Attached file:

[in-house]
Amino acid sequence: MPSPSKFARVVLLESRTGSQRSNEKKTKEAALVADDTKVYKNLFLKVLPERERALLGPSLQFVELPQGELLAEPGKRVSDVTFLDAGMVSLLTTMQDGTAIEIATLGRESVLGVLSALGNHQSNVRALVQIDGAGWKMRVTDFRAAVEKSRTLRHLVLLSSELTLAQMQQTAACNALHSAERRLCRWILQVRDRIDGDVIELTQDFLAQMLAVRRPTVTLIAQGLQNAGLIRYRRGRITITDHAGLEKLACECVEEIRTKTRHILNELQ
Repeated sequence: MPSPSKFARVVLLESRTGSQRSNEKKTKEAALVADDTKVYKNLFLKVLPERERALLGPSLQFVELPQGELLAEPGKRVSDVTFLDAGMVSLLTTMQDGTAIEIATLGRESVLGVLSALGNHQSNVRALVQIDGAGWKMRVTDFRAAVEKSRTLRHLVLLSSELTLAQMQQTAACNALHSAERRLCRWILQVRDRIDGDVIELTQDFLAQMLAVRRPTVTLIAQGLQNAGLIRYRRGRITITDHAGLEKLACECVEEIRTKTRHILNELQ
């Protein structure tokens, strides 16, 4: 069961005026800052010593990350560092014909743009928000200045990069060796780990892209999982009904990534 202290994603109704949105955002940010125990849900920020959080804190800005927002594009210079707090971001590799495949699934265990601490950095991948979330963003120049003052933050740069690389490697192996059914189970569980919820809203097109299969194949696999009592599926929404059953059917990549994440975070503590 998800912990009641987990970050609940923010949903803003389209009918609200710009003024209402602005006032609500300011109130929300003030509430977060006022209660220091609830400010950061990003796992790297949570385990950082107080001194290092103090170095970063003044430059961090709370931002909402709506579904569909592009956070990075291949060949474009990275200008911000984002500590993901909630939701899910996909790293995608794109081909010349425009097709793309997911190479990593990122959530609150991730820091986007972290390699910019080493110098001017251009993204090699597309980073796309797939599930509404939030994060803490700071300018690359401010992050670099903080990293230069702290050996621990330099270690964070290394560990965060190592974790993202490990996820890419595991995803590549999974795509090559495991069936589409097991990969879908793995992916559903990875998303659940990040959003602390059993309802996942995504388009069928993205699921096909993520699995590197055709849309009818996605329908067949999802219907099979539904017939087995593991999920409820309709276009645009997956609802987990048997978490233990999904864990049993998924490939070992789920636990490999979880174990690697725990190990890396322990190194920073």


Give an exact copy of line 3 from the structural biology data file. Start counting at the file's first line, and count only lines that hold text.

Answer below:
Repeated sequence: MPSPSKFARVVLLESRTGSQRSNEKKTKEAALVADDTKVYKNLFLKVLPERERALLGPSLQFVELPQGELLAEPGKRVSDVTFLDAGMVSLLTTMQDGTAIEIATLGRESVLGVLSALGNHQSNVRALVQIDGAGWKMRVTDFRAAVEKSRTLRHLVLLSSELTLAQMQQTAACNALHSAERRLCRWILQVRDRIDGDVIELTQDFLAQMLAVRRPTVTLIAQGLQNAGLIRYRRGRITITDHAGLEKLACECVEEIRTKTRHILNELQ